Grow Squash in Containers! Squash is a summer favorite that is easy to grow and versatile to use. Yellow summer squash is great in salads, casseroles and stir fry, and zucchini is a must-have for bread and muffin making. A couple of squash plants will produce plenty of the vegetables for your family to enjoy now and later. Use these tip for successfully planting and growing your favorite variety of squash.
Squash plants reach about 4-5 feet in width when mature and will need a large container to grow in. The container does not have to be 4-5 feet wide, but it must be wide and deep enough to support that size plant. Half of a 55 gallon barrel or an old tire make perfect containers for squash growing. Make 3-5 drainage holes in the container bottom and place a coffee filter over each hole to prevent the potting soil from leaching out during watering.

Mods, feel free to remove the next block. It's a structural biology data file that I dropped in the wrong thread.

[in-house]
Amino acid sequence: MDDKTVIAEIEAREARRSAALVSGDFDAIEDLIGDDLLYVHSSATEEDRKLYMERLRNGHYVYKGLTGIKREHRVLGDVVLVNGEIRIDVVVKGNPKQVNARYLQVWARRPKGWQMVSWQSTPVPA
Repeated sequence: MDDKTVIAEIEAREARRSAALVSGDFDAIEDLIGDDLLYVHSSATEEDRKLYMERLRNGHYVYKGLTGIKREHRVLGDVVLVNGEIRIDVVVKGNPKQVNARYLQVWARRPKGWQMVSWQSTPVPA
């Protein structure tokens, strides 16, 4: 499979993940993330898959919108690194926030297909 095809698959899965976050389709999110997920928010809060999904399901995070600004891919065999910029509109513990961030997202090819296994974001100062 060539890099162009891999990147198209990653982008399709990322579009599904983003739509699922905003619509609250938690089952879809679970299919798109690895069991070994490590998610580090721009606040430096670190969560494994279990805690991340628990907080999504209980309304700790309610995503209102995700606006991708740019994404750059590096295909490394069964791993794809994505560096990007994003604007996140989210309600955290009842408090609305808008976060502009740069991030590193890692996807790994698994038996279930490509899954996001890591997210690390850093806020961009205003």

Squash grows rapidly and needs fertile, loose soil so the roots can seek out soil nutrients to feed the hungry plant. Mix potting soil 50/50 with compost, then add 1 cup of granulated 10-10-10 fertilize. Fill container with soil mix and water thoroughly until water comes out of the bottom drainage holes. Wait 24 hours before planting seeds or plants.
Squash is a warm season vegetable, so wait until air temperature reaches 75 or above for 3 consecutive days before planting. Place 1 plant or 2 seeds in a shallow hole in the center of the prepared container. Cover with potting soil and water in well. Keep soil moist and seeds will germinate in 4-7 days. Apply a 2 inch layer of organic mulch around plant when it reaches 6 inches tall. Plant seeds at 2 week intervals to extend the harvest time.
Squash will do its best when placed in a location that receives full morning sun and partial shade in the afternoon. When the plants are placed in full sun, they will wilt in the hot afternoon sun and vegetable production will slow down.
Squash are heavy feeders and need to be fed once a week. Keep soil moist at all times and feed with a water soluble plant food mixed at the recommended rate every week. Harvest squash at any stage of development, but don’t allow them to get over 10 inches or they will become hard and inedible. Squash blooms can be harvested and eaten, but remember each bloom represents a future squash. Pick the bloom and the squash won’t develop.